What is Innovation?
by Michael Hay on Jun 6, 2009
Since I’ve been talking about commodity versus novel implementations as well as innovation of late something recently caught my eye. Notably a purist debate on how Fedora will no longer include the TomBoy application and folks are equally skeptical about Mono.
Now mind you I am a fan of Open Source, but I look to interesting things that can come from it not purism. For instance, I posit that IBM uses Open Source to circumvent the politics which exist in a huge company. That means that if a engineer in division X of IBM wants to collaborate with an engineer in division Y they can use the power of Open Source to jointly collaborate without having to get permissions from the associated management chains. That is pretty cool and has nothing and I mean nothing to do with a purist view of Open Source, the selected license, etc.
The debate referenced above caused me to go and review Miguel’s blog on innovation with respect to Mono and C#. I have to say that he brings up some pretty good arguments and tries to cut through a lot of the emotion referencing facts which are hard to refute. (In fact it reminds me of my exchange with Barry where he got huffy and ultimately folded under the weight of fact.) The big take away that I get from Miguel is that his team continues to innovate, and I could not agree more. The political distractions in the Open Source community only mean that the detractors are distracted with rubbish comments while the engineers innovate right past them. This is how I see EMC and Hitachi. EMC is so caught up in marketing the next big thing that they forget to innovate and end up buying a company, copying Hitachi or copying industry incumbents like Amazon.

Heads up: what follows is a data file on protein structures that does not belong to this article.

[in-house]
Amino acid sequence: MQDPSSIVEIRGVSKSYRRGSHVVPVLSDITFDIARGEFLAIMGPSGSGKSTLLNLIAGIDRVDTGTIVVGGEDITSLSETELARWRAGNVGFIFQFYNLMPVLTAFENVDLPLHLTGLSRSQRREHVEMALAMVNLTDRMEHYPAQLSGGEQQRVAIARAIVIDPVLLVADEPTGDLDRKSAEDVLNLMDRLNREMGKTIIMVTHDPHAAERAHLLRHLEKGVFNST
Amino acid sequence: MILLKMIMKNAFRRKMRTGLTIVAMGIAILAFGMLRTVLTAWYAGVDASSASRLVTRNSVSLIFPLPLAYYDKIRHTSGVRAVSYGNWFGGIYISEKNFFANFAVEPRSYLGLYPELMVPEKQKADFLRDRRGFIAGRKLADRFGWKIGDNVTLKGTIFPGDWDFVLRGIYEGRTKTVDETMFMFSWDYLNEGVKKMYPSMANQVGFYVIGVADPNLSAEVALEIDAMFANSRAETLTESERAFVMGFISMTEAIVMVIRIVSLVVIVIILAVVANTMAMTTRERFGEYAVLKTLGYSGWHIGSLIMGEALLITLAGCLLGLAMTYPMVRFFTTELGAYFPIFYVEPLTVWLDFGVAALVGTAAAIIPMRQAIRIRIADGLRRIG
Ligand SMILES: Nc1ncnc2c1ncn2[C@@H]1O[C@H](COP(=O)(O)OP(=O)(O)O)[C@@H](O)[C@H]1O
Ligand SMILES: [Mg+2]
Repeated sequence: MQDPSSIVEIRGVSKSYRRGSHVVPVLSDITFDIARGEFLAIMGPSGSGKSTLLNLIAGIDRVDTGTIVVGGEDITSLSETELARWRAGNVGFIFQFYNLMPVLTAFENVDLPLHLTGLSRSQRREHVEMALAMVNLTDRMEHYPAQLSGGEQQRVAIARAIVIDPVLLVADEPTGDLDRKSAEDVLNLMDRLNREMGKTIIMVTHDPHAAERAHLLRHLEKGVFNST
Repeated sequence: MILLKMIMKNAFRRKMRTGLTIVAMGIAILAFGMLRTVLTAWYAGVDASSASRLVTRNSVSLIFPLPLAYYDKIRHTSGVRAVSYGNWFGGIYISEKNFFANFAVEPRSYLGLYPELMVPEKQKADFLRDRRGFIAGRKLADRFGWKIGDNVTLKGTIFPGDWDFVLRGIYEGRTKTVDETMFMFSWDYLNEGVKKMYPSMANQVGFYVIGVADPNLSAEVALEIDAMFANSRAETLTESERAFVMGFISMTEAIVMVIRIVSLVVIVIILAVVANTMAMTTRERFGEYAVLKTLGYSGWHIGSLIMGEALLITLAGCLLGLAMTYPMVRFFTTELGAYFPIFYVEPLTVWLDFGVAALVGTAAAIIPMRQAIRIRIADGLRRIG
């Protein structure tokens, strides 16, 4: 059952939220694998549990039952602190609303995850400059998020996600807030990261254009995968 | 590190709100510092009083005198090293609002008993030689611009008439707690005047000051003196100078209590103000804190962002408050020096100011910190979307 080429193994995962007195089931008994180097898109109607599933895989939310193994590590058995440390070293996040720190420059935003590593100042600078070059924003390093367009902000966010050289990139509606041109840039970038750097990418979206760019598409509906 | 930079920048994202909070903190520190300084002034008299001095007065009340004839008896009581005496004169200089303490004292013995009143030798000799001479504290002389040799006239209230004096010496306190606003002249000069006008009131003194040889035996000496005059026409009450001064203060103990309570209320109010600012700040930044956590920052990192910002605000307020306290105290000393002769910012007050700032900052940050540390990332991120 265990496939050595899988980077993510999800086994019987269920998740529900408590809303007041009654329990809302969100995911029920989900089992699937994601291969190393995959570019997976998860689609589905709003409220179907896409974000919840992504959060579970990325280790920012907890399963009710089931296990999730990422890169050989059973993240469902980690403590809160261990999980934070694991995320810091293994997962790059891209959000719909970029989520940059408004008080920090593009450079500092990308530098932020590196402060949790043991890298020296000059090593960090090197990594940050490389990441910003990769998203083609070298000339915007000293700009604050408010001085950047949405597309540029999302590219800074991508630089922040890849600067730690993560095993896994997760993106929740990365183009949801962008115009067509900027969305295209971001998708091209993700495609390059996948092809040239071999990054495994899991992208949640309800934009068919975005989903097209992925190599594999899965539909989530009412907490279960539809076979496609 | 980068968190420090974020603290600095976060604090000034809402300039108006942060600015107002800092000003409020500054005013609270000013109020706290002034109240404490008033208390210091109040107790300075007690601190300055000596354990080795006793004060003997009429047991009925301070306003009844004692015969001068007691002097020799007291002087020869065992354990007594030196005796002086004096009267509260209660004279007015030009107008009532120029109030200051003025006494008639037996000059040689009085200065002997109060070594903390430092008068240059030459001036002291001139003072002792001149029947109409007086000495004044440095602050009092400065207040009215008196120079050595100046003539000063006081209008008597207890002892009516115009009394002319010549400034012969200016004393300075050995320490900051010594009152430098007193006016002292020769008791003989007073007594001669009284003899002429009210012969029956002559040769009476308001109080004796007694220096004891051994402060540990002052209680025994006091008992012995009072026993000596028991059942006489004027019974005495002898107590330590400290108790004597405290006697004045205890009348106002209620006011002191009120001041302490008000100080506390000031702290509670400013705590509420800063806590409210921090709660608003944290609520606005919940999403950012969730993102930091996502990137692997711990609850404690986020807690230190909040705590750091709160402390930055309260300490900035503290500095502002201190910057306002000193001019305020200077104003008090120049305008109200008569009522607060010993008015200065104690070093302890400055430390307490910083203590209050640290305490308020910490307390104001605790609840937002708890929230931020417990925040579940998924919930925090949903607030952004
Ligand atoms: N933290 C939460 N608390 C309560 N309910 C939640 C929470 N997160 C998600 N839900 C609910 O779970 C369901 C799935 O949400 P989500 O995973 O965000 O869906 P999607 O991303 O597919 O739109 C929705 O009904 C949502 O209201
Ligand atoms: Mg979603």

So Miguel, thanks for the great post and continue the good innovative work on Mono!
Comments (5 )
Perhaps the funniest thing you’ve said in this debate is the proprietary hardware affords faster time to market.
Let me say this: the LAST thing EMC would do is copy Hitachi.
Would we, and we’d be 5 years behind the market leader, and fading fast.
Let us recall that is EMC who was first to deliver:
* LC-FC/FATA drive support
* SATA drive support
* Enterprise Flash Drive support
* In-the-array storage tiering
* 3 site replication w/continuous protection
* 4 site replication w/continuous protection
* Truly dynamic cache partitioning
* True scale-out storage architecture with virtually unlimited scaleability
* Automated storage provisioning for Virtual Server clusters
* VMware management and SRM integration
* Full SMI-S provider support across all platforms
* Integrated NAS/FC storage (Celerra)
* Secure erase for failed disk drives
* Non-disruptive migrations across platforms AND generations
* Integrated content-addressable storage (Centera)